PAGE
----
This book provides a comprehensive overview of employment law and is a useful supplement to any employment law casebook. The book is divided into six chapters. Chapter 1 examines who is an employee and who is an employer. Chapter 2 analyzes the employment-at-will doctrine and job security claims. Chapter 3 focuses on privacy, autonomy and dignity. Chapter 4 analyzes claims that employers may have against employees. Chapter 5 discusses employment terms and benefits that are directly mandated by law, like minimum wage, or strongly encouraged or regulated by law, such as pensions. Finally, Chapter 6 examines workplace health and safety.
This new addition to the Model Jury Instructions series provides clear and balanced instructions for presentation to juries in employment litigation. These models accurately and impartially present the elements and critical definitions of patent law in language that is understandable and familiar to the average juror. The instructions allow for easy adaptation to particular cases or points. A CD-ROM of the jury instructions is included with the book.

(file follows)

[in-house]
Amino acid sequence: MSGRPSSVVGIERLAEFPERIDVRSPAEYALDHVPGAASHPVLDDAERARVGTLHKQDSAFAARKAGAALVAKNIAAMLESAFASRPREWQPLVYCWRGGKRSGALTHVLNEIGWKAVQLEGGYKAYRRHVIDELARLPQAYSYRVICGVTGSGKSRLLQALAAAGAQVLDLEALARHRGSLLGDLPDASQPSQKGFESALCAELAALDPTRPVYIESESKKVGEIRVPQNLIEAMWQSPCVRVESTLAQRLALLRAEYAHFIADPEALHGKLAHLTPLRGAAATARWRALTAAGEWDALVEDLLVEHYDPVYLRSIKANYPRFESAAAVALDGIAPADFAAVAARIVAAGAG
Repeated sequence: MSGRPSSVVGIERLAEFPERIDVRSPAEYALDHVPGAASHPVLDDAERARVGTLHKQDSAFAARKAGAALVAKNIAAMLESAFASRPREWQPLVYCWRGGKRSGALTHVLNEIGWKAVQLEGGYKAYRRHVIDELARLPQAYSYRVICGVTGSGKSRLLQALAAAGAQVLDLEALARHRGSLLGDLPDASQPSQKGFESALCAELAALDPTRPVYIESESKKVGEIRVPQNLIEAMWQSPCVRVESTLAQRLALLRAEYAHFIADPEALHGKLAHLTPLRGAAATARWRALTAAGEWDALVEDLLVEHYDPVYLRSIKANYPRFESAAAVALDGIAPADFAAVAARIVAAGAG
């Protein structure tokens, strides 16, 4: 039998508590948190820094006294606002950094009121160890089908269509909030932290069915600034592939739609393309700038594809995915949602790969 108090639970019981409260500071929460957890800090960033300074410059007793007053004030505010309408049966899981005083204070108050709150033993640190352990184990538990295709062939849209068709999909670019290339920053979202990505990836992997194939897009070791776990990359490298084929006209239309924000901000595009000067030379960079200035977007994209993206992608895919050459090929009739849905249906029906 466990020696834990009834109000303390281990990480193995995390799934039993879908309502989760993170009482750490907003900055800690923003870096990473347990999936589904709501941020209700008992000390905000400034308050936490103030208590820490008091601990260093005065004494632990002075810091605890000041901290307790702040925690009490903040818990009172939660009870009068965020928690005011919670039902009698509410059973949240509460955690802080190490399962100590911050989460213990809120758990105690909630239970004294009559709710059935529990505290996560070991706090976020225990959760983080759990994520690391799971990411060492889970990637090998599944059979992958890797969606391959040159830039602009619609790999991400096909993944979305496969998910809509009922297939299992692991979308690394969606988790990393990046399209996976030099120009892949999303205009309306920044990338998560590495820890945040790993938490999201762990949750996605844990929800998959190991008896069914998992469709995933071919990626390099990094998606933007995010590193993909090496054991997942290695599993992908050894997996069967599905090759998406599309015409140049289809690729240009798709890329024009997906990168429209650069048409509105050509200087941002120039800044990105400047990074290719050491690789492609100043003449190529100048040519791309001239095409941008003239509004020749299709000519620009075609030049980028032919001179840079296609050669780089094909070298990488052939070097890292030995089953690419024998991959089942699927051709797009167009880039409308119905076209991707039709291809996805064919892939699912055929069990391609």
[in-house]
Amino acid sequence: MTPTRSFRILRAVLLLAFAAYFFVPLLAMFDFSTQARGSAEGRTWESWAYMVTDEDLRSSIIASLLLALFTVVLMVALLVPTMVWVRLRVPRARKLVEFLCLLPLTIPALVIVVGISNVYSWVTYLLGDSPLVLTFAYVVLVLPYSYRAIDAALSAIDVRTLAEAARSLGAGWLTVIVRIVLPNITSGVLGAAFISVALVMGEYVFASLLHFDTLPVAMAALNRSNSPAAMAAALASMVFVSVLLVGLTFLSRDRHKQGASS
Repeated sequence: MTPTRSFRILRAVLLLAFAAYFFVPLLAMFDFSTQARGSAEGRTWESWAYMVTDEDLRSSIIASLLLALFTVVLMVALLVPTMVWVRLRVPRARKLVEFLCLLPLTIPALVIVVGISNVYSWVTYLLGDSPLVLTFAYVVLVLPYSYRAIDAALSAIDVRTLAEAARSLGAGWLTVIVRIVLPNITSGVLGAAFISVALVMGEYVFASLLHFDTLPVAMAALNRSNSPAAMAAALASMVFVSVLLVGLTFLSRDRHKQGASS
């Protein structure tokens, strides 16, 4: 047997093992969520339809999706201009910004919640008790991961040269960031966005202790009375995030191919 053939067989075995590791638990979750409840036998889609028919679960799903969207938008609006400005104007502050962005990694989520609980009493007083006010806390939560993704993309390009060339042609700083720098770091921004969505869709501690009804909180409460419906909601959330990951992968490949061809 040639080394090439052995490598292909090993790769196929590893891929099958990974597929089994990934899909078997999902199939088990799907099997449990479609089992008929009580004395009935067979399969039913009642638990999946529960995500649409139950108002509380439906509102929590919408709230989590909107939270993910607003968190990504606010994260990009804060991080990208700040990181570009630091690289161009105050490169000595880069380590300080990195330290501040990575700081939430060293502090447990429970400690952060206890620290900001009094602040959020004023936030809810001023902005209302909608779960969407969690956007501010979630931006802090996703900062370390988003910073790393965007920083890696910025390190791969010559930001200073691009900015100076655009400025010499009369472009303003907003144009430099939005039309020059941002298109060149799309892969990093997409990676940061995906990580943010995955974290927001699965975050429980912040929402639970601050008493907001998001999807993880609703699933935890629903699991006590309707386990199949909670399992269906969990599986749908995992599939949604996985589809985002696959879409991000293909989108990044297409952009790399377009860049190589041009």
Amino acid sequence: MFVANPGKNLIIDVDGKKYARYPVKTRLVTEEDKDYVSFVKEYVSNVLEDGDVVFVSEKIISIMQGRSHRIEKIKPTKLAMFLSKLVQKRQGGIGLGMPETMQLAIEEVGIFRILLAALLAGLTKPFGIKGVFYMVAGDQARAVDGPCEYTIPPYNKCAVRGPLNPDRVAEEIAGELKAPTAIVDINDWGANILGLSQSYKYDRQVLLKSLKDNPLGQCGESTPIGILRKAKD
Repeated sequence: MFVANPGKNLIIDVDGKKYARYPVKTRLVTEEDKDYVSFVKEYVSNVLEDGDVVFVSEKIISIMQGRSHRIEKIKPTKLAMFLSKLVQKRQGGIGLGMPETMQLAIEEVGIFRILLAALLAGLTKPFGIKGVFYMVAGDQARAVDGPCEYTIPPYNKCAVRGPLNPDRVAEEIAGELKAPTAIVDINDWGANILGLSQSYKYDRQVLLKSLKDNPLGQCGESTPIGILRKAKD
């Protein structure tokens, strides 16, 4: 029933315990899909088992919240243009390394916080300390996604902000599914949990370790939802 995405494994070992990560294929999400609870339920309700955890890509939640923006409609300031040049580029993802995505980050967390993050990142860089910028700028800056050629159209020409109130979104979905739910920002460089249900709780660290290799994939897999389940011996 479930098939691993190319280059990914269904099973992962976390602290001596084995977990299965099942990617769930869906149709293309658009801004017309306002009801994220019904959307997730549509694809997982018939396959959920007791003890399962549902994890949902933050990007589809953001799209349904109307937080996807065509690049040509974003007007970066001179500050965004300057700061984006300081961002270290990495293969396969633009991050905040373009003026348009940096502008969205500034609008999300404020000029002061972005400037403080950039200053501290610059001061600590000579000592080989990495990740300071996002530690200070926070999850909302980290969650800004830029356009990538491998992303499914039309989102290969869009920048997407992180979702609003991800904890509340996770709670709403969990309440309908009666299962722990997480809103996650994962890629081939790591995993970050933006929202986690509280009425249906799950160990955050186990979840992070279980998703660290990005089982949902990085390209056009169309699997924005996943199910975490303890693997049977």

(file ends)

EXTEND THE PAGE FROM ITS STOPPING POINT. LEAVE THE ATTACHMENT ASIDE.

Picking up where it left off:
The Complete Survival Guide to Doing Business in California
Author: Douglas J. Farmer, Attorney
Publisher: Employment Law Publishers
The most comprehensive and easy-to-read reference on the market today. Now used by thousands of human resources executives, in-house counsel, business owners and employment lawyers across the United States, this comprehensive guide addresses the latest legal rules and best practices to avoid liability in the California workplace. Comes complete with the latest California forms, checklists and compliance tools. For recent changes to the law, go to www.EmploymentLawPublishers.com for free legal updates between editions with your purchase.